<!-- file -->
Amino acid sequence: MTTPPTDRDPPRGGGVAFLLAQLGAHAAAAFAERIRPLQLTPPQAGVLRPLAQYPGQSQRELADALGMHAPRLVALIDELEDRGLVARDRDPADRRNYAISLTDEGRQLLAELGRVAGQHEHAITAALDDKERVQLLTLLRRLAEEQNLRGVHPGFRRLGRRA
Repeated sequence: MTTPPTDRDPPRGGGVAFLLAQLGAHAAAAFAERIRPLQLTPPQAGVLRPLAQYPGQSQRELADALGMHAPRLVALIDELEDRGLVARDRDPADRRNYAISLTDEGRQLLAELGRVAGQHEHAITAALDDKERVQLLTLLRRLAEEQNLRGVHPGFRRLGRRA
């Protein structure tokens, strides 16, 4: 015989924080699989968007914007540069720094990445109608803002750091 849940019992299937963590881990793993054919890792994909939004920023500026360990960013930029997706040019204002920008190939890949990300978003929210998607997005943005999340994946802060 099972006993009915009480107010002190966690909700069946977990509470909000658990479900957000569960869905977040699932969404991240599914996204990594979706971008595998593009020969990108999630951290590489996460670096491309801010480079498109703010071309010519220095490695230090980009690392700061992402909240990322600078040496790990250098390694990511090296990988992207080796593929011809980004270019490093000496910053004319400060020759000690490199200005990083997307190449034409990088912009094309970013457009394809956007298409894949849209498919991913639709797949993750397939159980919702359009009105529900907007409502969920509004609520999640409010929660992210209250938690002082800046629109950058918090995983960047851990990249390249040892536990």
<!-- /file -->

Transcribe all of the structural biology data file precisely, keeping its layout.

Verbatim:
Amino acid sequence: MTTPPTDRDPPRGGGVAFLLAQLGAHAAAAFAERIRPLQLTPPQAGVLRPLAQYPGQSQRELADALGMHAPRLVALIDELEDRGLVARDRDPADRRNYAISLTDEGRQLLAELGRVAGQHEHAITAALDDKERVQLLTLLRRLAEEQNLRGVHPGFRRLGRRA
Repeated sequence: MTTPPTDRDPPRGGGVAFLLAQLGAHAAAAFAERIRPLQLTPPQAGVLRPLAQYPGQSQRELADALGMHAPRLVALIDELEDRGLVARDRDPADRRNYAISLTDEGRQLLAELGRVAGQHEHAITAALDDKERVQLLTLLRRLAEEQNLRGVHPGFRRLGRRA
């Protein structure tokens, strides 16, 4: 015989924080699989968007914007540069720094990445109608803002750091 849940019992299937963590881990793993054919890792994909939004920023500026360990960013930029997706040019204002920008190939890949990300978003929210998607997005943005999340994946802060 099972006993009915009480107010002190966690909700069946977990509470909000658990479900957000569960869905977040699932969404991240599914996204990594979706971008595998593009020969990108999630951290590489996460670096491309801010480079498109703010071309010519220095490695230090980009690392700061992402909240990322600078040496790990250098390694990511090296990988992207080796593929011809980004270019490093000496910053004319400060020759000690490199200005990083997307190449034409990088912009094309970013457009394809956007298409894949849209498919991913639709797949993750397939159980919702359009009105529900907007409502969920509004609520999640409010929660992210209250938690002082800046629109950058918090995983960047851990990249390249040892536990």